Recreational marijuana sales are set to begin in Canada on Wednesday, which will officially make our northern neighbor the world’s second country after Uruguay to formally legalize the drug for non-medical use. But with the historic moment at hand, many are wondering: Will there be enough weed to go around?
It’s not just anxious stoners who are concerned. Cannabis producers and market analysts have have been warning for months about the possibility of shortages once legal sales get up and rolling. Growers are still scaling up their crops and production facilities, and likely aren’t ready to harvest the estimated 655,000 to 926,000 kilograms of dank, sticky green Canadians are expected to consume in the coming year. Researchers from the University of Waterloo and the C.D. Howe Institute, for instance, concluded that legal supply will meet just 30 to 60 percent of total demand early on, while the investment firm Mackie Research Capital has suggested that production won’t outstrip demand until 2020. As the CEO of cannabis producer Aphria put it on an earnings call, “Unless someone’s out there hiding 100,000 kilograms, we’re looking at a real shortfall.”
The government has mostly waved off these worries. “Based on current inventory levels and growth in production capacity, the industry is well positioned to supply product as consumers transition to the legal market,” a health ministry spokesman told Bloomberg. But it’s not just the sheer tonnage of marijuana that could be a problem; in many parts of Canada, there simply won’t be anywhere to shop for pot, at least at first. In Ontario, the country’s largest province, there will zero retail stores open as of this week. In British Columbia, there will be just one. (Anybody who has ever spent time in Vancouver will understand the absurdity of this situation; imagine if there were only one store that could legally sell bagels in New York, and you get the idea). Canadians will be able to purchase pot through government-run online stores—assuming they don’t crash—but for many customers, browsing a local dispensary won’t be an option until more storefronts can get permits to open. Those who do want a physical retail experience may need to get ready for a long line.
Canada’s new legal weed merchants could of course try to raise their prices to keep inventories from running dry. But there are some reasons that might not be an option. Retailers still need to compete with the black market, where pot is expected to keep selling for cheap, lest customers keep buying from their local dealers. And in some provinces, cannabis will only be sold through state-run shops, the same way as liquor; as Shea Coulson, a Dentons partner who specializes in marijuana law, told me, the standard pricing system those government-operated stores use won’t let them charge more for especially popular products, even to keep them from selling out. Other provinces will license private retailers, who will be permitted to mark up their marijuana however much they like. But those stores will still have to compete with whatever price the provincial government decides to sell weed for online.
Instead of expensive weed, it’s more likely Canadians could encounter bare shelves—at least in some parts of the country. “You could see product shortages differ province by province,” Coulson told me, depending on how they handle retail permitting and regulation.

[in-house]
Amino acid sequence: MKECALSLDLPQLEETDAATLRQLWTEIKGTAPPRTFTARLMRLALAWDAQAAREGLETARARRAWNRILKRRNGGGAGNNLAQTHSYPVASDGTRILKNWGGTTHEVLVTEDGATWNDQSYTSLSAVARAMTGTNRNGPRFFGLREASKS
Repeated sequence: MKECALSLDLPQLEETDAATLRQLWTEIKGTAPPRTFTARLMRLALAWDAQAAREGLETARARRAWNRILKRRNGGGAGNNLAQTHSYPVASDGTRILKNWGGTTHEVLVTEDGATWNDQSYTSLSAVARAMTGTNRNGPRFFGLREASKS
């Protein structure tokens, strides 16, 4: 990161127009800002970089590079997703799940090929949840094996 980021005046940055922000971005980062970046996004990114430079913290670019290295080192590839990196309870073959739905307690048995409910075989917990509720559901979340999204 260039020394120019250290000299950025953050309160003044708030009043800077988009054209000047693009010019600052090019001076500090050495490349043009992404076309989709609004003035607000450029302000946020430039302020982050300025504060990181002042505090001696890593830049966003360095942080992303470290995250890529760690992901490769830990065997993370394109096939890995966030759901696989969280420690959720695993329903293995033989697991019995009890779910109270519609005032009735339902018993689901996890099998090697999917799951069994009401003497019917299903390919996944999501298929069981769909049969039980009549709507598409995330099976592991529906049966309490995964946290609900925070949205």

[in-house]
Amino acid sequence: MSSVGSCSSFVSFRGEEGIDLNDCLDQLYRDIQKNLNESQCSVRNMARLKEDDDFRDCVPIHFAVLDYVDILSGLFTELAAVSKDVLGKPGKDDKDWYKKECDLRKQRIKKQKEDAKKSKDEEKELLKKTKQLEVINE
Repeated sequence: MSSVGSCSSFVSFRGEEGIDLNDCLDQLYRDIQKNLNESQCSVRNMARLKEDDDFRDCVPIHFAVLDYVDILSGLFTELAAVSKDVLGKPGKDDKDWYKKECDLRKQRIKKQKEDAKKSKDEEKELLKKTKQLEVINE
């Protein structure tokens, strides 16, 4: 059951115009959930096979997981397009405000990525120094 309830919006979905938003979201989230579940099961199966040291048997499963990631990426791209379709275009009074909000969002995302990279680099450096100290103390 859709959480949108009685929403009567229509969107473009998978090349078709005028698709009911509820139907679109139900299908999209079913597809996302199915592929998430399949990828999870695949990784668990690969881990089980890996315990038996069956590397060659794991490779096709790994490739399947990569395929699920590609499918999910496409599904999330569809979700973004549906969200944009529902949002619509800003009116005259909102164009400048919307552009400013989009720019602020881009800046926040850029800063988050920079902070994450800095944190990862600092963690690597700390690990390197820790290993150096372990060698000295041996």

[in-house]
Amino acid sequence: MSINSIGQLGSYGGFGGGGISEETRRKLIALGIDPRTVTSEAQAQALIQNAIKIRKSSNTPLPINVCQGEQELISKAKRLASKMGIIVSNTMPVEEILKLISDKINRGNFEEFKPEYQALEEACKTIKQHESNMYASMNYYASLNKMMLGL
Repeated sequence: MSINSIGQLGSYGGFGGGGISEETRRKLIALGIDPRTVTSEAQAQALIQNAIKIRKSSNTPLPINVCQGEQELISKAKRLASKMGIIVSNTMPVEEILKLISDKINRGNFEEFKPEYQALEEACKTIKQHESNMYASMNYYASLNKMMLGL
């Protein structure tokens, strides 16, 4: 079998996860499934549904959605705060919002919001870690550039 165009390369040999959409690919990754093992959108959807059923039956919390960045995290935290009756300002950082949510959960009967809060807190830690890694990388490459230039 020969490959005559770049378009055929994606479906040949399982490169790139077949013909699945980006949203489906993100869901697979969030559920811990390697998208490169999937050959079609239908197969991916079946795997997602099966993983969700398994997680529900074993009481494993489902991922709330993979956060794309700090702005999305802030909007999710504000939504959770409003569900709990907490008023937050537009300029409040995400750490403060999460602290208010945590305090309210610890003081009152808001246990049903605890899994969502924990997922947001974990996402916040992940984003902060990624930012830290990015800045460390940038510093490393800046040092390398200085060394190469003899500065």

If customers can’t find the product they want in stores, chances are they’re going to keep buying the illegal stuff. As Professor Anindya Sen, who co-authored the C.D. Howe study projecting shortages, pointed out, it is trivially easy for Canadians to find black market weed today. “It’s not like Breaking Bad. You don’t have to go in your alleyway. You have apps like Weed maps. It’s like TripAdviser,” he told me, bluntly. The continued use of the black market, of course, would defeat the entire point of legalization, which is meant to put it out of business. It would mean less tax revenue for the government, too.
Medical marijuana patients have also expressed concerns that shortages could make it harder for them to obtain the drug. Some patients have reported already having trouble filling their prescriptions in the leadup to legalization, and have said they’re worried producers are diverting their supplies to the recreational market. But those concerns are mostly anecdotal at this point, and the head of the Cannabis Council of Canada has denied that the issues are widespread.
The good news for Canada is that marijuana shortages seem to be reasonably common once states lift prohibition—and they tend to be short-lived. Nevada Gov. Brian Sandoval had to take emergency measures to speed up licensing and keep dispensaries properly stocked last year after the state legalized recreational use. Thanks to regulatory fumbles, the state of Washington was left with a tiny number of dispensaries when the legal market kicked off in 2014, and store-owners complained that they couldn’t get their hands on enough product; an estimate by analysts at CIBC suggested that legal weed only captured one-fifth as much of the market as illegal sales had previously done. But since then, the market has grown rapidly, and now producers are worrying about an oversupply of cannabis that’s caused prices to crash.
Something similar could easily happen in Canada, once growers finish building out their capacity. The Ottawa Citizen, for instance, reported in August that, based on their corporate statements, the 10 largest cannabis producers in the country were planning to churn out 1.8 million kilograms worth of the plant by around 2020, far more than the domestic market could ever hope to inhale or bake into brownies. There might be shortages now. But they probably won’t be chronic.
Support work like this for just $1
Slate is covering the stories that matter to you. Become a Slate Plus member to support our work. Your first month is only $1.